How do we identify native bees in the garden? The 2009 report Native Bees are a Rich Resource in Urban California Gardens presents findings of a UCANR study done in collaboration with the North American Pollinator Protection Campaign and the Xerces Society. Over three years, scientists surveyed bees in seven urban areas across the California, including La Cañada-Flintridge, near Pasadena. Of an estimated 1600 native species currently known in California, 60 to 80 species were observed, along with the plants that attract them. The study shows which native bees are likely to show up in our gardens.
Of the species counted, the most common was the ultra-green sweat bee (Agapostemon texanus). To spot this bee it's important to look closely. With its smooth green body and slender shape, the sweat bee can be mistaken for a fly. The photos from the UC study by Rollin Coville (©2009) show a female ultra-green sweat bee (above) and a male (below) as they feed on native blooms.
Another common visitor, the leafcutting bee (Megachile perihirta) has a distinctive mandible designed for chomping stems and leaves.
The digger bee (Anthropora edwardsii) is prevalent in Southern California and is specifically adapted to the tiny flowers of the native manzanita (photo at top of article) (Arctostaphylos sp.). Like many native bees, the digger bee is solitary. The female prefers dark quiet places to lay her eggs, and makes her nest in dead wood, or in the ground.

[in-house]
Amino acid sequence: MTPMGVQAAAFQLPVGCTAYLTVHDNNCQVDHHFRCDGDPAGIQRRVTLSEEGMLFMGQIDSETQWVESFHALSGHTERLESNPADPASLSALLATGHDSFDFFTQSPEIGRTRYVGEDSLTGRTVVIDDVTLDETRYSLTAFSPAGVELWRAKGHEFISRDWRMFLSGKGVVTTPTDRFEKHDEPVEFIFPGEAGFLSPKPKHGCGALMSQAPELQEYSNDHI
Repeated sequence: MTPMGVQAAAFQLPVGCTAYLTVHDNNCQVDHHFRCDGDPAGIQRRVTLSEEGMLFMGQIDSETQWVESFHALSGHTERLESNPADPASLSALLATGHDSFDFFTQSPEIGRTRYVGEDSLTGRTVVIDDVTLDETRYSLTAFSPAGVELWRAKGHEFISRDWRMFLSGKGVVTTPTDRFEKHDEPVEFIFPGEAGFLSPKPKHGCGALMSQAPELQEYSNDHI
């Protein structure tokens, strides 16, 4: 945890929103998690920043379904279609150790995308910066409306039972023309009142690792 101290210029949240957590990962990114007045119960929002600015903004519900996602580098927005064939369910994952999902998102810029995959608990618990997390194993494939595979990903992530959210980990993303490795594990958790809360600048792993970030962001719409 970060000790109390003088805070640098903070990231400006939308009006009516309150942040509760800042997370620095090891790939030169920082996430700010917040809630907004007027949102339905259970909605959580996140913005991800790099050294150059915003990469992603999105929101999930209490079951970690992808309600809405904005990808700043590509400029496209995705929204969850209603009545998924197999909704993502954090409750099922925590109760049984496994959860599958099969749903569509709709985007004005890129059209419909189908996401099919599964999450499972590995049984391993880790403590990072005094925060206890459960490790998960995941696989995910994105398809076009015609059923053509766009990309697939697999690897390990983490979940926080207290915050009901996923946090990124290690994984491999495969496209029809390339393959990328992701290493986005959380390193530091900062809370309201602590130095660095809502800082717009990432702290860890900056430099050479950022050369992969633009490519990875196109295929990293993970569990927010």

Unlike the male of most bee species, females have specially formed hind legs made for gathering pollen. During springtime's brief blooms, native bees can be seen going from flower to flower loaded up with the golden powder. This solitary bee (Svasta obliqua expurgata) is a muli-tasker, as she simultaneously sips nectar and collects pollen on a coneflower (Echinacea pupura).
The native bees to look for in our gardens this season include those counted in the study: mining bees (Andrena angustitarsata); digger bees (Anthrophora); and three bumblebee varieties (Bombus), California, black-tip and yellow-faced. Others bees found include carpenter bees (Ceratina); gray digger bees (Habropoda depressa) and long-horn digger bees (Melissodes), as well as squash bee (Peponapis pruinosa); cuckoo bees (Xeromelecta californica); large carpenter bees (Xylocopta tabaniformis incompletes); leafcutting bees (Megachile); mason bees (Osmia coloradensis); and the blue orchard bee (Osmia lignaria propinqua).
Learn More About Bees
The Xerces Society's The Citizen Scientist Pollinator Monitoring Guide was created to help communities as they survey pollinator populations at the local level. The user-friendly guide (see link, below) helps gardeners learn the basics about bees, identify different varieties, and track their activities, over time:
The UCANR publication, Native Bees are a Rich Resource in Urban California Gardens is available online. It details some of the native plants that attract native bees, and help them thrive (California Agriculture 63(3):113-120 (2009)):
All photos are by Rollin Coville (© 2009), used by permission of the Regents of the University of California.
Information on Native Bees:
North American Pollinator Protection Campaign
The Xerces Society for Invertebrate Conservation